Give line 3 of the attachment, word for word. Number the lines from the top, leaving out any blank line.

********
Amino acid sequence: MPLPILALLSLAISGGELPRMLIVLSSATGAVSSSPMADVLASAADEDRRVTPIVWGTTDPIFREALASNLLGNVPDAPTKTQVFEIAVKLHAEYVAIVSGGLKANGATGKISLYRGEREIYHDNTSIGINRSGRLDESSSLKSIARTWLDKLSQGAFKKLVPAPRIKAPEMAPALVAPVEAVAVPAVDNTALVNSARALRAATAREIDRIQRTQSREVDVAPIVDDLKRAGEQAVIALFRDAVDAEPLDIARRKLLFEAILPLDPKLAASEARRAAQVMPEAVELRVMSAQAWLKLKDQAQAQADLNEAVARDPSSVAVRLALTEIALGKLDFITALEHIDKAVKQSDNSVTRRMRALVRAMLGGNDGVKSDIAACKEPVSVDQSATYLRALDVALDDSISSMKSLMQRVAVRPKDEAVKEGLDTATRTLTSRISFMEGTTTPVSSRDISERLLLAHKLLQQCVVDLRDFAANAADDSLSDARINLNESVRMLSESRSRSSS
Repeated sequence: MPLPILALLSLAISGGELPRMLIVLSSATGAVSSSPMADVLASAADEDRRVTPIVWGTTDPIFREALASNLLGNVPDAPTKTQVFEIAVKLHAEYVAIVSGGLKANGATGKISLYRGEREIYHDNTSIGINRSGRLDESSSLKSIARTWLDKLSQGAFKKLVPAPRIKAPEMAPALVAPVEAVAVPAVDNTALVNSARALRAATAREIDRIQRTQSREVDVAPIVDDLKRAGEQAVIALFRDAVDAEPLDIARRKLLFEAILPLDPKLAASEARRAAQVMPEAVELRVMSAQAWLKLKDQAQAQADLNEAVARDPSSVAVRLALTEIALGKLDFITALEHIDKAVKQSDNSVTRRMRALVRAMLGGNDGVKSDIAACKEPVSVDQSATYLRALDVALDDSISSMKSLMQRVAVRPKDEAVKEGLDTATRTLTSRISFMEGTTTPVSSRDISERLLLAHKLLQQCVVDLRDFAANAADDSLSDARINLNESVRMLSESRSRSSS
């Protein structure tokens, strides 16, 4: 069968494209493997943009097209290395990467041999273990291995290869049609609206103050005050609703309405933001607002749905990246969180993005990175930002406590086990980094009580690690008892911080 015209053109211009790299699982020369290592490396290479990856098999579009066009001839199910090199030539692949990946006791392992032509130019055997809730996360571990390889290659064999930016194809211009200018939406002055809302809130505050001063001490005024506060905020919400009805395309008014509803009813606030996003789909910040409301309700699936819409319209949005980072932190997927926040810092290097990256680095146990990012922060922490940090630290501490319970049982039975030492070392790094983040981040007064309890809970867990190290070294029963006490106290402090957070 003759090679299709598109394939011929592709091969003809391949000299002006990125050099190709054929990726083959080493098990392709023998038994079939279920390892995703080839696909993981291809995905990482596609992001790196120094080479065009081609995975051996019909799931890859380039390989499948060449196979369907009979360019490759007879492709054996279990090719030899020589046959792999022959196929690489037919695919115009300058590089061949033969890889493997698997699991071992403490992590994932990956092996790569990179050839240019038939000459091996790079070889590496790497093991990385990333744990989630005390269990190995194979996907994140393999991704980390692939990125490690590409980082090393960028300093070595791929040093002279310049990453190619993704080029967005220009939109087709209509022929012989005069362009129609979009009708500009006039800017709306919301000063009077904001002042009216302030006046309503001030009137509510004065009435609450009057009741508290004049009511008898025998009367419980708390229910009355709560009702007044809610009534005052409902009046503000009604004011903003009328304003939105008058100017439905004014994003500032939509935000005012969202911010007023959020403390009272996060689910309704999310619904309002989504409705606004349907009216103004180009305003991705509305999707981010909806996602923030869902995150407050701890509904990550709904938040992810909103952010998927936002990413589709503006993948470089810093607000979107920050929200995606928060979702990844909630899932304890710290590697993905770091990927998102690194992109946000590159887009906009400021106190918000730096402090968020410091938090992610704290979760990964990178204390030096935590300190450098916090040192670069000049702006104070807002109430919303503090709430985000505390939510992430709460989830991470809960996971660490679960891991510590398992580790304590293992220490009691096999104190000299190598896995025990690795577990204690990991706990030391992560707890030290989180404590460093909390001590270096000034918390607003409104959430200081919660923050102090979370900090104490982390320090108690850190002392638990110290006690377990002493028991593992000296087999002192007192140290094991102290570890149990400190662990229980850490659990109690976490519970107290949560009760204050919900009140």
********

């Protein structure tokens, strides 16, 4: 069968494209493997943009097209290395990467041999273990291995290869049609609206103050005050609703309405933001607002749905990246969180993005990175930002406590086990980094009580690690008892911080 015209053109211009790299699982020369290592490396290479990856098999579009066009001839199910090199030539692949990946006791392992032509130019055997809730996360571990390889290659064999930016194809211009200018939406002055809302809130505050001063001490005024506060905020919400009805395309008014509803009813606030996003789909910040409301309700699936819409319209949005980072932190997927926040810092290097990256680095146990990012922060922490940090630290501490319970049982039975030492070392790094983040981040007064309890809970867990190290070294029963006490106290402090957070 003759090679299709598109394939011929592709091969003809391949000299002006990125050099190709054929990726083959080493098990392709023998038994079939279920390892995703080839696909993981291809995905990482596609992001790196120094080479065009081609995975051996019909799931890859380039390989499948060449196979369907009979360019490759007879492709054996279990090719030899020589046959792999022959196929690489037919695919115009300058590089061949033969890889493997698997699991071992403490992590994932990956092996790569990179050839240019038939000459091996790079070889590496790497093991990385990333744990989630005390269990190995194979996907994140393999991704980390692939990125490690590409980082090393960028300093070595791929040093002279310049990453190619993704080029967005220009939109087709209509022929012989005069362009129609979009009708500009006039800017709306919301000063009077904001002042009216302030006046309503001030009137509510004065009435609450009057009741508290004049009511008898025998009367419980708390229910009355709560009702007044809610009534005052409902009046503000009604004011903003009328304003939105008058100017439905004014994003500032939509935000005012969202911010007023959020403390009272996060689910309704999310619904309002989504409705606004349907009216103004180009305003991705509305999707981010909806996602923030869902995150407050701890509904990550709904938040992810909103952010998927936002990413589709503006993948470089810093607000979107920050929200995606928060979702990844909630899932304890710290590697993905770091990927998102690194992109946000590159887009906009400021106190918000730096402090968020410091938090992610704290979760990964990178204390030096935590300190450098916090040192670069000049702006104070807002109430919303503090709430985000505390939510992430709460989830991470809960996971660490679960891991510590398992580790304590293992220490009691096999104190000299190598896995025990690795577990204690990991706990030391992560707890030290989180404590460093909390001590270096000034918390607003409104959430200081919660923050102090979370900090104490982390320090108690850190002392638990110290006690377990002493028991593992000296087999002192007192140290094991102290570890149990400190662990229980850490659990109690976490519970107290949560009760204050919900009140």